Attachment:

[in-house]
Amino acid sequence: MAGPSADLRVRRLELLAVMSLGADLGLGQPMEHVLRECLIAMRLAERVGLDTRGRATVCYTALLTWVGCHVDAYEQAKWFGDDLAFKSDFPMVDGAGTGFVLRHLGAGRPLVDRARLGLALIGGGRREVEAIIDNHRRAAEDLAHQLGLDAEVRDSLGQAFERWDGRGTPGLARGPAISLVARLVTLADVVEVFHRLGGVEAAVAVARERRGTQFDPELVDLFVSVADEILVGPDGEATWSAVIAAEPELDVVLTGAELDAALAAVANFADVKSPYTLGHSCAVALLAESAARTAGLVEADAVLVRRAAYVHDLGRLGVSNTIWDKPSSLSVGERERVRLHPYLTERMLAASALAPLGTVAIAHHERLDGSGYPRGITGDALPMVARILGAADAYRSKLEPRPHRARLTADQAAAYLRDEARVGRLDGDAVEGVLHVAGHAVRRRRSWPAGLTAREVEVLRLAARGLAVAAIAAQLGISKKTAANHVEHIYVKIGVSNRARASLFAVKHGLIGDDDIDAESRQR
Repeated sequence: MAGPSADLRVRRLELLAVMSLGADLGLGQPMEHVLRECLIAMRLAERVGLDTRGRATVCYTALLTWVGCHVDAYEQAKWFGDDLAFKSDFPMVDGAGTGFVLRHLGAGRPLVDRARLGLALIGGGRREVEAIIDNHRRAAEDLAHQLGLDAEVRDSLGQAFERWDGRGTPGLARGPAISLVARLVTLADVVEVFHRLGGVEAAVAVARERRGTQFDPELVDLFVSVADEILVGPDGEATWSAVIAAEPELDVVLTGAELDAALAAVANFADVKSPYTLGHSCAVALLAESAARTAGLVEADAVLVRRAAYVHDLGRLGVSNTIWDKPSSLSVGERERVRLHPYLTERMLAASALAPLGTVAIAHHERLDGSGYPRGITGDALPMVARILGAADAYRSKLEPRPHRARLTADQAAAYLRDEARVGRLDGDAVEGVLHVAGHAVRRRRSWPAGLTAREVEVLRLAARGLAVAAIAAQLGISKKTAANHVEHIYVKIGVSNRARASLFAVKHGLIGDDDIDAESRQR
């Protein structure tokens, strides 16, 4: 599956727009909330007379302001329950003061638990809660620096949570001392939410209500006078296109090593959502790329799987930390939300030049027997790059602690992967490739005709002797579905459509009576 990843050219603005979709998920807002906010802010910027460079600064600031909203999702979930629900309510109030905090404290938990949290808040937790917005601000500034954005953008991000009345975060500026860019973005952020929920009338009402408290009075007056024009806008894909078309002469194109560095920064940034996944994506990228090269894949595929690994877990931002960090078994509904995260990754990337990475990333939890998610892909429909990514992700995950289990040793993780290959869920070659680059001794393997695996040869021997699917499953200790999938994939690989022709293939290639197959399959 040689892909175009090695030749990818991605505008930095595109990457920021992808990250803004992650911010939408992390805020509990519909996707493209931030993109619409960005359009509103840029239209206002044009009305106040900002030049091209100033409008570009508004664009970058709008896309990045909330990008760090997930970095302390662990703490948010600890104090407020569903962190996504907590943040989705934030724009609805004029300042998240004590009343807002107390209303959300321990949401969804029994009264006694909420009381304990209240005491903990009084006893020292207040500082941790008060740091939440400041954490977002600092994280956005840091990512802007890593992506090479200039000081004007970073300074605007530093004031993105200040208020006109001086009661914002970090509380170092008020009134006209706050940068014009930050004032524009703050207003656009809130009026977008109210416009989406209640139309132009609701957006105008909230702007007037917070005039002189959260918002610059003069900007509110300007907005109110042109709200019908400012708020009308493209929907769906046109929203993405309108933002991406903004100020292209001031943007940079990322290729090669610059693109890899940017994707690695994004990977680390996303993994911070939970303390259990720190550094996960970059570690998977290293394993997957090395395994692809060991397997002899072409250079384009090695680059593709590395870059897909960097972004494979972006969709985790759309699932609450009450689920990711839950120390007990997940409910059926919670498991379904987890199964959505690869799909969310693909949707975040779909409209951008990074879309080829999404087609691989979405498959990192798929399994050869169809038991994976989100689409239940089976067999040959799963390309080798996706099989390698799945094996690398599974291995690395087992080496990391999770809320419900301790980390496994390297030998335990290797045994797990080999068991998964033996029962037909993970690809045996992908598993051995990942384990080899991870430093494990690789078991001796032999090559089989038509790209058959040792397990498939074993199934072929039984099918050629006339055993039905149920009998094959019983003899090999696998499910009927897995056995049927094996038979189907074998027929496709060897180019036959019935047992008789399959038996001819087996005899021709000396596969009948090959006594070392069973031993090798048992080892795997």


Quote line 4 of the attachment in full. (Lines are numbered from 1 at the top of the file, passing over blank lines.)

């Protein structure tokens, strides 16, 4: 599956727009909330007379302001329950003061638990809660620096949570001392939410209500006078296109090593959502790329799987930390939300030049027997790059602690992967490739005709002797579905459509009576 990843050219603005979709998920807002906010802010910027460079600064600031909203999702979930629900309510109030905090404290938990949290808040937790917005601000500034954005953008991000009345975060500026860019973005952020929920009338009402408290009075007056024009806008894909078309002469194109560095920064940034996944994506990228090269894949595929690994877990931002960090078994509904995260990754990337990475990333939890998610892909429909990514992700995950289990040793993780290959869920070659680059001794393997695996040869021997699917499953200790999938994939690989022709293939290639197959399959 040689892909175009090695030749990818991605505008930095595109990457920021992808990250803004992650911010939408992390805020509990519909996707493209931030993109619409960005359009509103840029239209206002044009009305106040900002030049091209100033409008570009508004664009970058709008896309990045909330990008760090997930970095302390662990703490948010600890104090407020569903962190996504907590943040989705934030724009609805004029300042998240004590009343807002107390209303959300321990949401969804029994009264006694909420009381304990209240005491903990009084006893020292207040500082941790008060740091939440400041954490977002600092994280956005840091990512802007890593992506090479200039000081004007970073300074605007530093004031993105200040208020006109001086009661914002970090509380170092008020009134006209706050940068014009930050004032524009703050207003656009809130009026977008109210416009989406209640139309132009609701957006105008909230702007007037917070005039002189959260918002610059003069900007509110300007907005109110042109709200019908400012708020009308493209929907769906046109929203993405309108933002991406903004100020292209001031943007940079990322290729090669610059693109890899940017994707690695994004990977680390996303993994911070939970303390259990720190550094996960970059570690998977290293394993997957090395395994692809060991397997002899072409250079384009090695680059593709590395870059897909960097972004494979972006969709985790759309699932609450009450689920990711839950120390007990997940409910059926919670498991379904987890199964959505690869799909969310693909949707975040779909409209951008990074879309080829999404087609691989979405498959990192798929399994050869169809038991994976989100689409239940089976067999040959799963390309080798996706099989390698799945094996690398599974291995690395087992080496990391999770809320419900301790980390496994390297030998335990290797045994797990080999068991998964033996029962037909993970690809045996992908598993051995990942384990080899991870430093494990690789078991001796032999090559089989038509790209058959040792397990498939074993199934072929039984099918050629006339055993039905149920009998094959019983003899090999696998499910009927897995056995049927094996038979189907074998027929496709060897180019036959019935047992008789399959038996001819087996005899021709000396596969009948090959006594070392069973031993090798048992080892795997």